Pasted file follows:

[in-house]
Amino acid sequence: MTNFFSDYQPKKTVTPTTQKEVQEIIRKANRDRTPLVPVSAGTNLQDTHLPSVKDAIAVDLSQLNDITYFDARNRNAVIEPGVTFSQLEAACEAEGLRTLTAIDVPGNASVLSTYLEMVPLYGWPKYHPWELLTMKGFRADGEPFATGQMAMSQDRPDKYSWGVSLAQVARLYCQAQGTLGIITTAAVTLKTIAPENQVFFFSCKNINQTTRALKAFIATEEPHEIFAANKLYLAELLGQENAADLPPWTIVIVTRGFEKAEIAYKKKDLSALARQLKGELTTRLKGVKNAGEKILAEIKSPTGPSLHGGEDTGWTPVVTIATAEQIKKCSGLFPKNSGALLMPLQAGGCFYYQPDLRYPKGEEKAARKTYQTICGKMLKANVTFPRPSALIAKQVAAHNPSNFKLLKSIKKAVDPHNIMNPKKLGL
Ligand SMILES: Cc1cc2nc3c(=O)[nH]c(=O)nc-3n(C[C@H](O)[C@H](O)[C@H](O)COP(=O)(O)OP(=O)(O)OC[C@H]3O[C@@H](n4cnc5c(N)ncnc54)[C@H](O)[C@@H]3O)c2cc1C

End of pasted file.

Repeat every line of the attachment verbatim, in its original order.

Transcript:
[in-house]
Amino acid sequence: MTNFFSDYQPKKTVTPTTQKEVQEIIRKANRDRTPLVPVSAGTNLQDTHLPSVKDAIAVDLSQLNDITYFDARNRNAVIEPGVTFSQLEAACEAEGLRTLTAIDVPGNASVLSTYLEMVPLYGWPKYHPWELLTMKGFRADGEPFATGQMAMSQDRPDKYSWGVSLAQVARLYCQAQGTLGIITTAAVTLKTIAPENQVFFFSCKNINQTTRALKAFIATEEPHEIFAANKLYLAELLGQENAADLPPWTIVIVTRGFEKAEIAYKKKDLSALARQLKGELTTRLKGVKNAGEKILAEIKSPTGPSLHGGEDTGWTPVVTIATAEQIKKCSGLFPKNSGALLMPLQAGGCFYYQPDLRYPKGEEKAARKTYQTICGKMLKANVTFPRPSALIAKQVAAHNPSNFKLLKSIKKAVDPHNIMNPKKLGL
Ligand SMILES: Cc1cc2nc3c(=O)[nH]c(=O)nc-3n(C[C@H](O)[C@H](O)[C@H](O)COP(=O)(O)OP(=O)(O)OC[C@H]3O[C@@H](n4cnc5c(N)ncnc54)[C@H](O)[C@@H]3O)c2cc1C